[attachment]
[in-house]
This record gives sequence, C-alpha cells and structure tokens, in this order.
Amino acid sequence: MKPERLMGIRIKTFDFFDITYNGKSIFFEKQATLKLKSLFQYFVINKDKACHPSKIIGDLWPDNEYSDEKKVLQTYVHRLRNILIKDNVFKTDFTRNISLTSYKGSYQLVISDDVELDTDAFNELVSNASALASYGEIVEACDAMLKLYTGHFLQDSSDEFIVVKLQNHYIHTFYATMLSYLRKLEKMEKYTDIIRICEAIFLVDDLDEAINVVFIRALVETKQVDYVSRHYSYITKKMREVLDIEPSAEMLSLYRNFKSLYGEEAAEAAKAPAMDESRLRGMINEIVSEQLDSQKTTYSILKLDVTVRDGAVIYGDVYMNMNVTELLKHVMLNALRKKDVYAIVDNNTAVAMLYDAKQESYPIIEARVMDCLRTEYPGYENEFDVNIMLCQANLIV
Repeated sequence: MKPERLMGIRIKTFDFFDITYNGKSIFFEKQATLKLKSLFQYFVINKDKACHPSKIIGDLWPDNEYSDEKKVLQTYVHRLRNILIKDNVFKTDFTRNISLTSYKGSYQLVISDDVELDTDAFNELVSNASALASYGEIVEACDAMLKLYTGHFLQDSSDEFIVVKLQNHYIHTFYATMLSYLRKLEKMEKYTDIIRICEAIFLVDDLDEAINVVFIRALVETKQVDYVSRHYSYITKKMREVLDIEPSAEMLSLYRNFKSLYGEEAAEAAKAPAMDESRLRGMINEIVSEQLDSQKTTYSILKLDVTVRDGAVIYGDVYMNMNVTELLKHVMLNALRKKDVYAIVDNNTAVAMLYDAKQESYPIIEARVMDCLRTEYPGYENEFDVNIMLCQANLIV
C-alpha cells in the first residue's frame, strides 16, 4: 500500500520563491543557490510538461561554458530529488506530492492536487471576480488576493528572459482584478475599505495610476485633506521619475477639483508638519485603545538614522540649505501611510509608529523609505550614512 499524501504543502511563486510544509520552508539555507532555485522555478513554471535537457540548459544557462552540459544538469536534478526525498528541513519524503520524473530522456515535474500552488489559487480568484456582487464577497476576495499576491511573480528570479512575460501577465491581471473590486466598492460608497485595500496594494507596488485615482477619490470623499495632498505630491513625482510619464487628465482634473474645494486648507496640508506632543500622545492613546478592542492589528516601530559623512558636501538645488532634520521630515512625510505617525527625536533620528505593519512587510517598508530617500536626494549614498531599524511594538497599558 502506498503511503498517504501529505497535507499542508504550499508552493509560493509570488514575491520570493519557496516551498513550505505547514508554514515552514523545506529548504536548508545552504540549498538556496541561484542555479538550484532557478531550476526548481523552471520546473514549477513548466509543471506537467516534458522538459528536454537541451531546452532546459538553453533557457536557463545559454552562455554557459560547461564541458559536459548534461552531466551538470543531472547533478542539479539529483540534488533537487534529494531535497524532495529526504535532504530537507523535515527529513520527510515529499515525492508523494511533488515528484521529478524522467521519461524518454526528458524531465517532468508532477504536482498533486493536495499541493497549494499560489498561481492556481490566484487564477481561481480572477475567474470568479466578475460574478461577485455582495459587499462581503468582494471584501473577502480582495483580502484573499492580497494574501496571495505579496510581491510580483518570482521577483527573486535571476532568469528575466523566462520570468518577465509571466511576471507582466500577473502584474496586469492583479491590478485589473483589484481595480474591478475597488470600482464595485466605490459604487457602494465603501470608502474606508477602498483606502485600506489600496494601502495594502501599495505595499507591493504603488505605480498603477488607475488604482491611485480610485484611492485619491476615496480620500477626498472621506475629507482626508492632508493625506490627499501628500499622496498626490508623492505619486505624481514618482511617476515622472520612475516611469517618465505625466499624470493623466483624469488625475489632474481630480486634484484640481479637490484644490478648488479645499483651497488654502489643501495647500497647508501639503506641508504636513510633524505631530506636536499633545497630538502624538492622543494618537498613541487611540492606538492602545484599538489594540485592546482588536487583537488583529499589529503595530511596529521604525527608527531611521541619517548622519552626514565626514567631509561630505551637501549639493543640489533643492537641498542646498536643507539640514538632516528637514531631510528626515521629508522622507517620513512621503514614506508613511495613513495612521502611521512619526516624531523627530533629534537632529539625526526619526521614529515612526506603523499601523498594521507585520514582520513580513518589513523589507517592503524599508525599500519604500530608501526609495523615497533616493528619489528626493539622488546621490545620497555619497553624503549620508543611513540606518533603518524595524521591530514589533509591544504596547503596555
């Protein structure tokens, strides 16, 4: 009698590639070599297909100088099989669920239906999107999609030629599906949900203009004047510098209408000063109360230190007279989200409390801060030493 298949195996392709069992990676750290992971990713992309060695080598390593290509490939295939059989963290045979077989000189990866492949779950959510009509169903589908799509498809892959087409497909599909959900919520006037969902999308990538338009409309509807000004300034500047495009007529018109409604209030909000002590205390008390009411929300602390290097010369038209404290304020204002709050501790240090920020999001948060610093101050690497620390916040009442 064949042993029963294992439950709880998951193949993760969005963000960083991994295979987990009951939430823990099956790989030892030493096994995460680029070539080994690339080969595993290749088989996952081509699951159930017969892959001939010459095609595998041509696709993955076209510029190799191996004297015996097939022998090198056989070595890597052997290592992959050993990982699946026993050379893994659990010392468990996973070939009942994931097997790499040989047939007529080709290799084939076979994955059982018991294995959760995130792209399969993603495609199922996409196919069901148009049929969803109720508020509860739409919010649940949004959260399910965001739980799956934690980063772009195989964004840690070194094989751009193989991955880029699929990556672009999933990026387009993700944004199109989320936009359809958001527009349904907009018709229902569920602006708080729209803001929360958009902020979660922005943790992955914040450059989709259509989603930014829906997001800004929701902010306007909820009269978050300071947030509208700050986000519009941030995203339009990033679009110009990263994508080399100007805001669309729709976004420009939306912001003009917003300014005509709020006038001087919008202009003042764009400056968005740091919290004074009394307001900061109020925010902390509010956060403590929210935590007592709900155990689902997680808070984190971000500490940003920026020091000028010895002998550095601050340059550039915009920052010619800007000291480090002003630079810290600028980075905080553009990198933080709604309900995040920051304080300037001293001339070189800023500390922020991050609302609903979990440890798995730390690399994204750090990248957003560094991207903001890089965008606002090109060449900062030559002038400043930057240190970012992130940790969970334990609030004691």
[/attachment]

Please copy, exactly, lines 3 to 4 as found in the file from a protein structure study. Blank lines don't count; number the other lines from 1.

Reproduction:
Amino acid sequence: MKPERLMGIRIKTFDFFDITYNGKSIFFEKQATLKLKSLFQYFVINKDKACHPSKIIGDLWPDNEYSDEKKVLQTYVHRLRNILIKDNVFKTDFTRNISLTSYKGSYQLVISDDVELDTDAFNELVSNASALASYGEIVEACDAMLKLYTGHFLQDSSDEFIVVKLQNHYIHTFYATMLSYLRKLEKMEKYTDIIRICEAIFLVDDLDEAINVVFIRALVETKQVDYVSRHYSYITKKMREVLDIEPSAEMLSLYRNFKSLYGEEAAEAAKAPAMDESRLRGMINEIVSEQLDSQKTTYSILKLDVTVRDGAVIYGDVYMNMNVTELLKHVMLNALRKKDVYAIVDNNTAVAMLYDAKQESYPIIEARVMDCLRTEYPGYENEFDVNIMLCQANLIV
Repeated sequence: MKPERLMGIRIKTFDFFDITYNGKSIFFEKQATLKLKSLFQYFVINKDKACHPSKIIGDLWPDNEYSDEKKVLQTYVHRLRNILIKDNVFKTDFTRNISLTSYKGSYQLVISDDVELDTDAFNELVSNASALASYGEIVEACDAMLKLYTGHFLQDSSDEFIVVKLQNHYIHTFYATMLSYLRKLEKMEKYTDIIRICEAIFLVDDLDEAINVVFIRALVETKQVDYVSRHYSYITKKMREVLDIEPSAEMLSLYRNFKSLYGEEAAEAAKAPAMDESRLRGMINEIVSEQLDSQKTTYSILKLDVTVRDGAVIYGDVYMNMNVTELLKHVMLNALRKKDVYAIVDNNTAVAMLYDAKQESYPIIEARVMDCLRTEYPGYENEFDVNIMLCQANLIV